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Christie’s, London – European Art

July 18, 2019

Julio Romero de Torres’s The Slave

Julio Romero de Torres’s “The Slave”

The final sale on July 11th was Christie’s European art offerings, which were not as robust as their Victorian Sale that morning (all prices include the buyer’s premium).

Corot’s Lormes – Un torrent avec…

Corot’s “Lormes – Un torrent avec…”

Coming in first was Julio Romero de Torres’s The Slave that crushed its estimate of £20-30K when it sold for £300K/$376K (talk about missing the mark, I can only assume that they based it on the fact that this same work failed to sell in 2001 and 2010 with a £30-40K estimate).  Taking the number two spot was Corot’s Lormes – Un torrent avec… at £250K/$314K (est. £200-300K); and Courbet took the number three spot when Marine sold for £106K/$133K.  Rounding out the top five were Monticelli’s A Young Family Under Trees on a Hill at £87.5K/$110K (est. £30-50K), and Corot’s Fermière agenouillée cueillant des pissenlits at £81K/$102K (est. £30-50K).

Courbet's "Marine"

Courbet’s “Marine”

Other nice results included Holsoe’s Interior with a Samovar (£52.2K/$66K – est. £15-25K), and Steinbruck’s Madonna and Child at £37.5K/$47K (est. £7-10K). There were couple of results that even surprised me. Corot’s rather thin and small (9.5 x 13 inches) Paysage d’automne pres… made £72.5K/$91K (est. £40-60K), while his very sketchy (and thin) Fermiere agenouillee… made £81K/$102K.  And then there were a few that just did not leave the starting gate, these included works by Corot (£30-50K), Ciardi (£70-100K – this one looked like it had some condition issues), Leickert (£50-80K), B.C. Koekkoek (£50-80K), W. Koekkoek (£50-70K), Springer (£70-100K), and Israels (£60-80K).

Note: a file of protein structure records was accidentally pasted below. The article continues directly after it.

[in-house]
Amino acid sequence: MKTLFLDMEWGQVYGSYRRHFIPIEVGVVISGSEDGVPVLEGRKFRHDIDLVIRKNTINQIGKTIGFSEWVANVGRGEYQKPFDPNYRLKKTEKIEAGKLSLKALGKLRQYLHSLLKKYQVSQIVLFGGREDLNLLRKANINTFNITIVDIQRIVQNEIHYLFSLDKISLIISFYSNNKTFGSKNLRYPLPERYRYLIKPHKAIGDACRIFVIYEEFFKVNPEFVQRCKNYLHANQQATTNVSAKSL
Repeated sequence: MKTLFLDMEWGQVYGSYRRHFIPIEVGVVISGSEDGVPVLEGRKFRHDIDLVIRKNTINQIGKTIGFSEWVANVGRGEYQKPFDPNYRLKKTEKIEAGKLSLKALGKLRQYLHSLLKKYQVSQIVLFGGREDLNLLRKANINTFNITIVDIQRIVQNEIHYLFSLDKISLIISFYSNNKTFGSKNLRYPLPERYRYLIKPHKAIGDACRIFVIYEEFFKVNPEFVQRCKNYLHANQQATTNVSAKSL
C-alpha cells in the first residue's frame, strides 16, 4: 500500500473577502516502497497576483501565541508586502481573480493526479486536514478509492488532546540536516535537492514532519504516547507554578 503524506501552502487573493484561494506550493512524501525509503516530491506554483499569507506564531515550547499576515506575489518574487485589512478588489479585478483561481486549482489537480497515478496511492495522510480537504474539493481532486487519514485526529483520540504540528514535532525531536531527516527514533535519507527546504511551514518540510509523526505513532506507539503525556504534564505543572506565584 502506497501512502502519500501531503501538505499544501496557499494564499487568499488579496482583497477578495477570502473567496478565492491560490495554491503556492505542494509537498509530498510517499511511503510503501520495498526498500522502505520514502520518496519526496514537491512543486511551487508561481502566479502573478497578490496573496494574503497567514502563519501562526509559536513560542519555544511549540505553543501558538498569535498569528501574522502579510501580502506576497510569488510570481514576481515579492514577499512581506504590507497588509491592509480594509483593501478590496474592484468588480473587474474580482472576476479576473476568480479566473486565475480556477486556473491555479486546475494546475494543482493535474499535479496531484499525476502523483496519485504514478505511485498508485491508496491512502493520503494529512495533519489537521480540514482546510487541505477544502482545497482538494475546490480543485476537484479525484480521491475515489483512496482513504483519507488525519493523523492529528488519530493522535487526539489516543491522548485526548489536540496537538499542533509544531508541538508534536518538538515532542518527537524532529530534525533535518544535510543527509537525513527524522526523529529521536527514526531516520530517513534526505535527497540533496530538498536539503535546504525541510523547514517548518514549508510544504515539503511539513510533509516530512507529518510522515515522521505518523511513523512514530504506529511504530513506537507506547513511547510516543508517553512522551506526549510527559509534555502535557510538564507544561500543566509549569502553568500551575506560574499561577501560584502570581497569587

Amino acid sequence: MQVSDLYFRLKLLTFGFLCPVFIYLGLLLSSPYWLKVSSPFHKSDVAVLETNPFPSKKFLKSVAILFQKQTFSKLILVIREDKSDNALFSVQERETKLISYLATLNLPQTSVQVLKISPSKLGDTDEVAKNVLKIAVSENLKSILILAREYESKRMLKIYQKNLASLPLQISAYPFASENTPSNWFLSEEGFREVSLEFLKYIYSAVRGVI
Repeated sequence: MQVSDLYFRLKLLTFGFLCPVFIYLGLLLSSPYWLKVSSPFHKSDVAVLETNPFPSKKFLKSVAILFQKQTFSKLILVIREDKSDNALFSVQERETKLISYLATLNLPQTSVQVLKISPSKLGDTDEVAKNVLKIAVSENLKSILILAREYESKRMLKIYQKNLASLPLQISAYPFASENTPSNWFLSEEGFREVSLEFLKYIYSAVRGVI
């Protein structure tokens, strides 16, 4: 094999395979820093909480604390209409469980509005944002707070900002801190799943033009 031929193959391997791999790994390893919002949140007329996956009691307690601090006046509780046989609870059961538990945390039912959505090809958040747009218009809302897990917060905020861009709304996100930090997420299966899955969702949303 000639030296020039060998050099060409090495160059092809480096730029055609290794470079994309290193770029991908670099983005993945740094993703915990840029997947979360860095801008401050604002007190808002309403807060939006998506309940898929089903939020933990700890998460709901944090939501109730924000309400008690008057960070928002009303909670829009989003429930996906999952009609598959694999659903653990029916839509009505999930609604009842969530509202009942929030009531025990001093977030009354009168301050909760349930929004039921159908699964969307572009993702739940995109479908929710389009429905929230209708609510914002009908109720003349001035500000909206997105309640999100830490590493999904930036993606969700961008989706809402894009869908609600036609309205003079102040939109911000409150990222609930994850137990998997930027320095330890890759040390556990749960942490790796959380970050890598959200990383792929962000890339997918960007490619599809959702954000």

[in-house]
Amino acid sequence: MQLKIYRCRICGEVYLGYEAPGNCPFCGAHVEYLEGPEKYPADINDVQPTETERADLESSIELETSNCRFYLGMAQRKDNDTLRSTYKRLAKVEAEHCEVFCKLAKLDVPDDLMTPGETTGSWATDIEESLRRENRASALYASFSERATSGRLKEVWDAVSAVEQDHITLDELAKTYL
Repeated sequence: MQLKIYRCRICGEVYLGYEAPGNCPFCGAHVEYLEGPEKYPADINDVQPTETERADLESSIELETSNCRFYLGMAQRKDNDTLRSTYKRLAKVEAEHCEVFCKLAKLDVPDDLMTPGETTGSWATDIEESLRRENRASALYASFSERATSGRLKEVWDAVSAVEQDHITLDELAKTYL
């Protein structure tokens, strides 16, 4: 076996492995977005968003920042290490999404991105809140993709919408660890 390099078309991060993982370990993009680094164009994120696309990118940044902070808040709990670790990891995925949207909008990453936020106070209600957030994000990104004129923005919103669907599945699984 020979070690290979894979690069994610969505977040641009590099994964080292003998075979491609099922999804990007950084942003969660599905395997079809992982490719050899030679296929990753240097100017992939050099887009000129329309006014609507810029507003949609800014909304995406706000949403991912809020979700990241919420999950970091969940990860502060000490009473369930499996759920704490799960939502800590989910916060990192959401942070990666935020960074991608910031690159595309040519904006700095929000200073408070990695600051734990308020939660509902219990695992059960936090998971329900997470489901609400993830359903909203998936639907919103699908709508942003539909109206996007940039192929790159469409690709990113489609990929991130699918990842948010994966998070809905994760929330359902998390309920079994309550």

When all was said and done, of the 70 works offered, 50 sold (71.4% sell-through rate) and the total take was £2.12M/$2.66M – the low end of their presale estimate range was £1.9M, so they squeaked in with the addition of the buyer’s premium.  I decided to dig a little deeper and discovered that 19 works sold below, 24 within and 7 above their estimate range.  When we factor in the 20 unsold works, that left them with an accuracy rate of 34% (not too bad).

While a 71% sell-through rate and a 34% accuracy rate are respectable, the trouble is the salerooms are just pushing out too much material … and not all of it is stellar.  Smaller and stronger sales are still needed; however, it is nice to see strong action for the top-quality material.